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The EU's new Artificial Intelligence Act. An overview of how it might impact development.

Updated: May 13, 2022

Cover photo by Scott Graham on Unsplashed
Cover photo by Scott Graham on Unsplashed

The European Union has introduced a regulation for Artificial Intelligence, the Artificial Intelligence Act (AIA) [1] . The legislation has been introduced by the European Commission and is being deliberated. This article will give a short introduction to the AIA, then focus primarily on mapping its provisions to the development cycle of an ML product. Note that the details of the law might change, so I will highlight the topics that stuck out to me from a technical (not legal) point of view. If you are looking for additional summaries or overviews, there are some good overall summaries on where things stand today (e.g. [2]).

Let's get going.

The AIA Basics

To start with, there are some basics worth pointing out.

Where does the AIA apply?

The AIA applies where AI systems are placed in the EU market or users of the AI system are located within the EU. There are some fields of application with more specific regulations (e.g. civil aviation) where the AIA only applies in part. Some fields of application are not subject to the AIA at all (e.g. military applications).

What is an AI system?

The definition of an AI system within the AIA is rather broad. Of course, it includes machine learning approaches (such as supervised and unsupervised learning). However, logic-based approaches (e.g. inductive logic programming) and statistical approaches (e.g. Bayesian estimation) are also considered AI systems.

What are the risk classes used in the AIA?

AIA classifies AI systems according to the risks that they pose (risk-based approach). There are 4 main risk classes, summarised in the graphic below.

Source: EU commission [3]
Source: EU commission [3]

Unacceptable risk AI practices include social scoring by public authorities and 'real-time' remote biometric identification systems. 'Real-time' remote biometric identification systems are basically allowing for people to be identified live via cameras. These uses are generally prohibited. Note that there is a range of possible exceptions here for law enforcement.

In addition, AI systems that might distort people's behavior and cause physical or psychological harm to that person or another person are prohibited.

High Risk AI systems are at the core of the AIA and the rules described in the following section mainly apply to them. There is a list of applications spelled out in the AIA. Those applications include Biometric identification, management of critical infrastructure (e.g. water supplies), AI use in education (e.g. university admission), AI use by public authorities (e.g. deciding on social benefits or asylum permits, aiding law enforcement), AI used for financial scoring and more (refer to [3] for a more complete list).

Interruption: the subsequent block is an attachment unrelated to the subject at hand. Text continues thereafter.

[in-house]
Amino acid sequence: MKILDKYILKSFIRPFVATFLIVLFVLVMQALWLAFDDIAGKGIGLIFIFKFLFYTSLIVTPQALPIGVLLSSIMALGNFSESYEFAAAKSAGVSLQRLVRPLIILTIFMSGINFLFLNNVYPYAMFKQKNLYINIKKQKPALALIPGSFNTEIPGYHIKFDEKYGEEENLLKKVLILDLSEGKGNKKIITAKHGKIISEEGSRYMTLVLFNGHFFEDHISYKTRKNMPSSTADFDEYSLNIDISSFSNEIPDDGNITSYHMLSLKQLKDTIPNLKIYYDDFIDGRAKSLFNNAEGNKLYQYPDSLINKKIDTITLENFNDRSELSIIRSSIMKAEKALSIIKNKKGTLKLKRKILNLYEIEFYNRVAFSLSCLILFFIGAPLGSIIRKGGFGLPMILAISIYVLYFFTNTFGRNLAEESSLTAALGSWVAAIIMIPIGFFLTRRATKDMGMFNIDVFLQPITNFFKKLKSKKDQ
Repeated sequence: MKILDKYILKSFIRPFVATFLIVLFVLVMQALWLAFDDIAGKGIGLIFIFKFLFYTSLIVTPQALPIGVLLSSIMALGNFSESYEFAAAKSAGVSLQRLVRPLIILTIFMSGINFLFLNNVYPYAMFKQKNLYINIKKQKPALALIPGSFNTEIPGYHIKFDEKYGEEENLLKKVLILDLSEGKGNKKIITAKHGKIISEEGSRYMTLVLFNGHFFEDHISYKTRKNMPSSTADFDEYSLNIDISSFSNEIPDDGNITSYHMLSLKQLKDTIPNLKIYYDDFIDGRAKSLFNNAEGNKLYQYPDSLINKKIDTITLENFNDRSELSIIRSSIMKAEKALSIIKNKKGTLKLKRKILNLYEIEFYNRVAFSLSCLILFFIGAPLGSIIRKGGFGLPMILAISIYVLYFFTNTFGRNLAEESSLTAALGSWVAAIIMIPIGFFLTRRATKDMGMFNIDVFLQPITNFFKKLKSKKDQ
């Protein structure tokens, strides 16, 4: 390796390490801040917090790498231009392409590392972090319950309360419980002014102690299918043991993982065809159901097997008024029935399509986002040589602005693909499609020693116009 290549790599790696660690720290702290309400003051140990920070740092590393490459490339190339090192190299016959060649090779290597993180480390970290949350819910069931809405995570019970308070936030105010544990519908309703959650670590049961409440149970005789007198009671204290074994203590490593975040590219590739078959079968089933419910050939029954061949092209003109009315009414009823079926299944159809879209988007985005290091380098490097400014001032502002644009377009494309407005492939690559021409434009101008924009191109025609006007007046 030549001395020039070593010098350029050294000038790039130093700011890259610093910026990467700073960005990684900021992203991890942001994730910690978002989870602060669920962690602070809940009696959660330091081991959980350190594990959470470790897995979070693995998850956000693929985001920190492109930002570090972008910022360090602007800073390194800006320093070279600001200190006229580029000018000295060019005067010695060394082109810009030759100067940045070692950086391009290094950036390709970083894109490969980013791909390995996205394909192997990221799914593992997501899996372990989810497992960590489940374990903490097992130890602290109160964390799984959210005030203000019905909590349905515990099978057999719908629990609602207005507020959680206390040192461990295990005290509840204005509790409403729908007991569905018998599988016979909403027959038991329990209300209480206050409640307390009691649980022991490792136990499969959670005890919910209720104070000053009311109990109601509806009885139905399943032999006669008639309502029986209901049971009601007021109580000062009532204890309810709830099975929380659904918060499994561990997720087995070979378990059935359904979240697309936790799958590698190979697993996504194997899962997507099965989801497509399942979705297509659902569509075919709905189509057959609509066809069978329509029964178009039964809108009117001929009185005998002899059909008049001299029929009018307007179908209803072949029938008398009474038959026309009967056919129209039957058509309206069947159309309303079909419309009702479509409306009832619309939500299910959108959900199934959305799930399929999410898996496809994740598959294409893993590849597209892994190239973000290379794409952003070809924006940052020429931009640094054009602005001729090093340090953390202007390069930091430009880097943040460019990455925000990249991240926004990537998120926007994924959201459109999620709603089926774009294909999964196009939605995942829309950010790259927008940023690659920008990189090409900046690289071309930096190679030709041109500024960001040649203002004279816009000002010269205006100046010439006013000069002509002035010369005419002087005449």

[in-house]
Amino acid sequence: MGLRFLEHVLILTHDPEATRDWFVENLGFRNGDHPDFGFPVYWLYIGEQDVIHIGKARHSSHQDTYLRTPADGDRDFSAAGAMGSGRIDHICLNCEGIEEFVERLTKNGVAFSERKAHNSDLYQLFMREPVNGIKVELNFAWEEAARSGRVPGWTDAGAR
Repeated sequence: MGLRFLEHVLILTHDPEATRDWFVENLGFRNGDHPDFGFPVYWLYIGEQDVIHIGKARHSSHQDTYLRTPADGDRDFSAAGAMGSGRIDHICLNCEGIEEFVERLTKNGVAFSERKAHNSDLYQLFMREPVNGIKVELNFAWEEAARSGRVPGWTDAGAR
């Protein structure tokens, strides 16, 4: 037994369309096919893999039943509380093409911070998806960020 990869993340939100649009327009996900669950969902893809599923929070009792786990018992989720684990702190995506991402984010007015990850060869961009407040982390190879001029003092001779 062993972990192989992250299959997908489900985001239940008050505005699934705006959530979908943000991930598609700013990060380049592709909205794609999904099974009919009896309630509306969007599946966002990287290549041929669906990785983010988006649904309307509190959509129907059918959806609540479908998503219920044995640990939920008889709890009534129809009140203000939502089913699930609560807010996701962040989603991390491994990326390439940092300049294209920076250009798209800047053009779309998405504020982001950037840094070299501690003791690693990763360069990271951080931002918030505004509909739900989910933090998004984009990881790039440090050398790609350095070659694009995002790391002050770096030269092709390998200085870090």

In addition, certain AI systems which are safety components are considered high-risk AI systems.

Where limited Risk applications are deployed, the users have some "transparency rights". Such rights include being informed when they interact with an AI system (think of chatbots here), when emotion recognition systems are used and when media has been generated by AI (deep fakes).

Minimal risk AI systems are all other AI system. Most of the rules for the development and certification described in the following section thus do not apply to them. However the AIA encourages the setup of voluntary codes of conduct for the development of such systems.

In all cases, exceptions can apply so take it with a grain of salt for now.

The lifecycle of high-risk AI systems

Understanding the AIA and its requirements for high-risk AI systems is simpler when looking at it in the context of the product lifecycle, so I extended the simple but very useful lifecycle model used by Andrew Ng (see [4]).

The steps he outlines in the video are marked in green below. To keep it simple, I have split the lifecycle into three phases. Note that I will limit myself to giving you an overview of which areas are touched by the AIA. Here it is important to point out that the AIA is aims to impose requirements without giving concrete guidance on how a problem could or should be solved in practice. The AIA's crafters propose a mechanism of harmonized standards to be established separately. I will touch briefly on this in the summary below.

The development phase starts with scoping of the project. This will become a very important part of AI projects and governance as the definition of use case, target user group and the target metrics for proper functionality are needed for the later assessment. One could also say that it will form the basis to explain why a certain solution was deemed good enough to go to market.